05/04/2010 05:12 am ET | Updated May 25, 2011

What Is It With Men and Their Chauffeurs?

The first chauffeur was Joseph Lawless, a Massachusetts State Police Sergeant who served as driver for Governor William Weld. Weld was a good Governor, a Republican who balanced the state budget seven of his eight years in office, cut taxes and reformed Medicaid. Lawless so impressed Weld that in 1993 Weld appointed him Director of Public Safety at Massachusetts Port Authority, which includes Logan Airport. On September 11, 2001, five Arabic men boarded American Airlines flight 11 while five other Arabic men boarded United Airlines flight 175. Security took no notice of their arrival or departure. Just about an hour later, both planes crashed into the World Trade Center. A month later, Lawless lost his post at the airport.

The second chauffeur was named Bernie Kerik. He drove New York's Mayor Rudy Giuliani around town. He so impressed the Mayor that the Mayor made him Police Commissioner. He served sixteen months, then did four months in Iraq attempting, unsuccessfully, to reconstitute the Iraqi Ministry of the Interior. A year later, 2004, President Bush nominated him to be Secretary of Homeland Security. But Kerik was forced to withdraw from the nomination because he had employed an illegal alien as a nanny. Additionally, an investigation into Kerik's background had revealed that he was a close friend of the owner of a New Jersey company suspected of ties to organized crime. (Kerik had first been tied to the company in 2000 before being named Police Commissioner, but Mayor Giuliani said that he had been made unaware of that connection at that time.) In 2006, Kerik admitted in State Court that the company had paid for renovations for his home in the Bronx and paid $221,000 in fines, but received no jail sentence. And it was only last month that Kerik pleaded guilty in federal court to tax fraud and lying to federal officials. He was sentenced to four years in prison.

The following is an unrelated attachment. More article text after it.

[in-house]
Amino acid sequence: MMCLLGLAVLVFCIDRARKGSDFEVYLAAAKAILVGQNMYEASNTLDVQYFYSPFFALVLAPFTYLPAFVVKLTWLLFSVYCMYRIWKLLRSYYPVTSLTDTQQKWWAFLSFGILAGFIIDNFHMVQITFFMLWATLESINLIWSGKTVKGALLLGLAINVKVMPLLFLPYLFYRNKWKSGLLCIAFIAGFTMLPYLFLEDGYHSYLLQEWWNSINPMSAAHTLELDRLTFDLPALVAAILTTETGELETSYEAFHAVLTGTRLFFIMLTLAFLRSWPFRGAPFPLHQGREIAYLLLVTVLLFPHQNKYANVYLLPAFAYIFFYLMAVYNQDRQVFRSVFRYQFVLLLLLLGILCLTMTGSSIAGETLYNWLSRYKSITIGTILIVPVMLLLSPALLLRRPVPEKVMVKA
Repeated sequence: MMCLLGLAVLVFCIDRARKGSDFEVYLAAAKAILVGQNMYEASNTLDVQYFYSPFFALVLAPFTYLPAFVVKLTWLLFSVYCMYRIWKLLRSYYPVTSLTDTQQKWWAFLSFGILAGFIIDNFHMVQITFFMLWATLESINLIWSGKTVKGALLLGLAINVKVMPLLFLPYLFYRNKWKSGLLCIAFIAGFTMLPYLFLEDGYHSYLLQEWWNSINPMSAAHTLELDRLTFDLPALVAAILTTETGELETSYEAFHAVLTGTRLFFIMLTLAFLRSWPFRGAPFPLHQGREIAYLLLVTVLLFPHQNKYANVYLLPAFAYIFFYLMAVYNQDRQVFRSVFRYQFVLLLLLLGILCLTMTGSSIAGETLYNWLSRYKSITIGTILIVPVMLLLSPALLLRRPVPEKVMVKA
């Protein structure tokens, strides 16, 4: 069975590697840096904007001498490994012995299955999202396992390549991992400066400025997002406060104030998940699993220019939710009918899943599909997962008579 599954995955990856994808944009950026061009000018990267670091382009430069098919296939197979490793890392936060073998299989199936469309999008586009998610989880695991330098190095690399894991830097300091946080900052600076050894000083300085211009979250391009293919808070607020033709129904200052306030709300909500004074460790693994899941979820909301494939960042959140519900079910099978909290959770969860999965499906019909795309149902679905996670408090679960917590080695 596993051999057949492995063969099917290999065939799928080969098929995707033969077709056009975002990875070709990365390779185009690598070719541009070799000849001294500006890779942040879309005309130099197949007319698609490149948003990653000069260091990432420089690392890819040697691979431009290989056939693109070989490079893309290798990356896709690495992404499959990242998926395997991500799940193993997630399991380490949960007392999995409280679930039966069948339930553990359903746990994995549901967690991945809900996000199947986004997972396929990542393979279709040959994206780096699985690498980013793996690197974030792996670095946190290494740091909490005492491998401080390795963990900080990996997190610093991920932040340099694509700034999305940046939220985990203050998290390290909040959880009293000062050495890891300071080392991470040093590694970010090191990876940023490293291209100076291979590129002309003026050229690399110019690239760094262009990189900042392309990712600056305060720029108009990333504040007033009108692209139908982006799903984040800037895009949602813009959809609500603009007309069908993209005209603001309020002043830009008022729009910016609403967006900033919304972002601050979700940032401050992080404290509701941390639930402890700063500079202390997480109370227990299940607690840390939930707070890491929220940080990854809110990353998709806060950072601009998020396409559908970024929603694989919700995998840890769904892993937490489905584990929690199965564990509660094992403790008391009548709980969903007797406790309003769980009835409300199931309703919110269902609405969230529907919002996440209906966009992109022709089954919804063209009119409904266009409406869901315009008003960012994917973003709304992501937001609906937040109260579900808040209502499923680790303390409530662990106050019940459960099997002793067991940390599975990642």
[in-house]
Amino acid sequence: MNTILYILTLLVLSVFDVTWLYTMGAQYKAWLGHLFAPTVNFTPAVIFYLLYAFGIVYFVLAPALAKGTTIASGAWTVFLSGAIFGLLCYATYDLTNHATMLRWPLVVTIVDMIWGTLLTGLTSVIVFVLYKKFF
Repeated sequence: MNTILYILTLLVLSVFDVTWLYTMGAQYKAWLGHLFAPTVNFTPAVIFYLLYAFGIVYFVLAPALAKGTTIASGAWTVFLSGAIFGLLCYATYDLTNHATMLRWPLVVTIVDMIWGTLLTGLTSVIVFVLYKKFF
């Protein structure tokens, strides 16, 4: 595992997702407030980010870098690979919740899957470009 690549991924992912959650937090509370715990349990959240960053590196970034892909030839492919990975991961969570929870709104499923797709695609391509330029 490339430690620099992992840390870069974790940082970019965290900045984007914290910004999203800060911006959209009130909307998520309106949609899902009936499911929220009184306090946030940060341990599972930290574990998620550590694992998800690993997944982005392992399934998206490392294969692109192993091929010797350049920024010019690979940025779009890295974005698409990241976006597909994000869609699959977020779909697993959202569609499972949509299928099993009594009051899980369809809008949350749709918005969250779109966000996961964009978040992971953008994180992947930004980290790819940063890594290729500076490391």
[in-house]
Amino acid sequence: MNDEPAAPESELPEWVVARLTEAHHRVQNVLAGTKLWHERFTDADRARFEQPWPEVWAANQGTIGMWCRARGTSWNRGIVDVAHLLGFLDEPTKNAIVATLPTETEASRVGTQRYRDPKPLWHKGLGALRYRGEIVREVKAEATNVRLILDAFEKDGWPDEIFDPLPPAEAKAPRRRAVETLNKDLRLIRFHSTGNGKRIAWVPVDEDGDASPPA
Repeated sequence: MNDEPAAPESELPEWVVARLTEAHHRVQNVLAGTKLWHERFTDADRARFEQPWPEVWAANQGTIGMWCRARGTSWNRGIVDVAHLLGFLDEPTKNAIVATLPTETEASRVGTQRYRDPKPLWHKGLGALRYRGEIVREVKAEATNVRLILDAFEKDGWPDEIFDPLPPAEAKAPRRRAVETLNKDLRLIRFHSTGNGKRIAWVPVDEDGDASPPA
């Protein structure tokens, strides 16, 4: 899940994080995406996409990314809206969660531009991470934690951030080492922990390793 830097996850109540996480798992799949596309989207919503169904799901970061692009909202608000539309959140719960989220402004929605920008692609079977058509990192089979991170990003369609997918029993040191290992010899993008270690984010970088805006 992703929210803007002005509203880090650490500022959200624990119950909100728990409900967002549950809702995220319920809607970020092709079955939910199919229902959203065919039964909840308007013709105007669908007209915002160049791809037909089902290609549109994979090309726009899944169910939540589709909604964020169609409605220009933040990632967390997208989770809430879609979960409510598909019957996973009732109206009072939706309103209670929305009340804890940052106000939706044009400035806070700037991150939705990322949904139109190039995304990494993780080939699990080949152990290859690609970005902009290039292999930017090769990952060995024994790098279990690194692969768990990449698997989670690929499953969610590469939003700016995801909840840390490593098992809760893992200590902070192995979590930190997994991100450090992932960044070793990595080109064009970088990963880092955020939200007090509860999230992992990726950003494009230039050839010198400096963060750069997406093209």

The third chauffeur is named David W. Johnson, and his boss was David Paterson, the Governor of New York. He rose rapidly to become the Governor's closest advisor. Unfortunately, Johnson has been accused of knocking around his girlfriend, and after she got a temporary "order of protection" against him the State Police intervened in the matter. Governor Paterson himself then spoke to her on the phone, and after hearing from him, she did not appear in court to make the temporary order permanent. Then the story made the front page of The New York Times. The State Attorney General is now investigating the charges, the Governor has agreed to not stand for election next November, and there is much doubt about whether or not he will be able to hold onto his office for the next year.

What is this thing between public officials and their drivers? Why do public officials appoint them to positions of great power and responsibility while paying so little attention to their credentials?

In Gilbert & Sullivan's HMS Pinafore, the First Lord of the Admiralty, a former office boy, sings of polishing up the handle of the firm's big front door so carefully that now he has become "the ruler of the Queen's Navee". Perhaps if chauffeurs polish up the egos of their bosses zealously, they too become rulers of all that they see.

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